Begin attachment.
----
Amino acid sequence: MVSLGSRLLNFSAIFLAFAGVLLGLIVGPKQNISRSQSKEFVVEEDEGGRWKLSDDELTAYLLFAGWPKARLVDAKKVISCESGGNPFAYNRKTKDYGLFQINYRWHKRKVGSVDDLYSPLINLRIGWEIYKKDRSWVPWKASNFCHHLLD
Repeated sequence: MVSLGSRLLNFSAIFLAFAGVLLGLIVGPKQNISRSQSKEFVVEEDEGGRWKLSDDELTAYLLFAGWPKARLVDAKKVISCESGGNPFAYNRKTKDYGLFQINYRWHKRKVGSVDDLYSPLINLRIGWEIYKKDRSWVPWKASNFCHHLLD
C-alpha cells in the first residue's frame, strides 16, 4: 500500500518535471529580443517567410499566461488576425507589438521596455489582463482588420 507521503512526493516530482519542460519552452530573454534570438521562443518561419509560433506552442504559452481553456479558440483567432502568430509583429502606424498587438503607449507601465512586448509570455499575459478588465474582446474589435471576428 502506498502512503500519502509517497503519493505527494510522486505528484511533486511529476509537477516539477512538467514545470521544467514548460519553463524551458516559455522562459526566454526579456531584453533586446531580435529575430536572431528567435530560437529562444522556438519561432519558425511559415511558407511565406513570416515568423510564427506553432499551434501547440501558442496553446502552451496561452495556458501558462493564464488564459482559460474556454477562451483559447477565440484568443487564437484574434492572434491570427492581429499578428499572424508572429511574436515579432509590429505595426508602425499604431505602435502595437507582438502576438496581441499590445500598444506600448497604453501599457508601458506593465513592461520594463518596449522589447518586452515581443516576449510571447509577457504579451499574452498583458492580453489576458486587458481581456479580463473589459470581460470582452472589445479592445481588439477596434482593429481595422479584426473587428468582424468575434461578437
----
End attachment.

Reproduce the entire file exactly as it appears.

Amino acid sequence: MVSLGSRLLNFSAIFLAFAGVLLGLIVGPKQNISRSQSKEFVVEEDEGGRWKLSDDELTAYLLFAGWPKARLVDAKKVISCESGGNPFAYNRKTKDYGLFQINYRWHKRKVGSVDDLYSPLINLRIGWEIYKKDRSWVPWKASNFCHHLLD
Repeated sequence: MVSLGSRLLNFSAIFLAFAGVLLGLIVGPKQNISRSQSKEFVVEEDEGGRWKLSDDELTAYLLFAGWPKARLVDAKKVISCESGGNPFAYNRKTKDYGLFQINYRWHKRKVGSVDDLYSPLINLRIGWEIYKKDRSWVPWKASNFCHHLLD
C-alpha cells in the first residue's frame, strides 16, 4: 500500500518535471529580443517567410499566461488576425507589438521596455489582463482588420 507521503512526493516530482519542460519552452530573454534570438521562443518561419509560433506552442504559452481553456479558440483567432502568430509583429502606424498587438503607449507601465512586448509570455499575459478588465474582446474589435471576428 502506498502512503500519502509517497503519493505527494510522486505528484511533486511529476509537477516539477512538467514545470521544467514548460519553463524551458516559455522562459526566454526579456531584453533586446531580435529575430536572431528567435530560437529562444522556438519561432519558425511559415511558407511565406513570416515568423510564427506553432499551434501547440501558442496553446502552451496561452495556458501558462493564464488564459482559460474556454477562451483559447477565440484568443487564437484574434492572434491570427492581429499578428499572424508572429511574436515579432509590429505595426508602425499604431505602435502595437507582438502576438496581441499590445500598444506600448497604453501599457508601458506593465513592461520594463518596449522589447518586452515581443516576449510571447509577457504579451499574452498583458492580453489576458486587458481581456479580463473589459470581460470582452472589445479592445481588439477596434482593429481595422479584426473587428468582424468575434461578437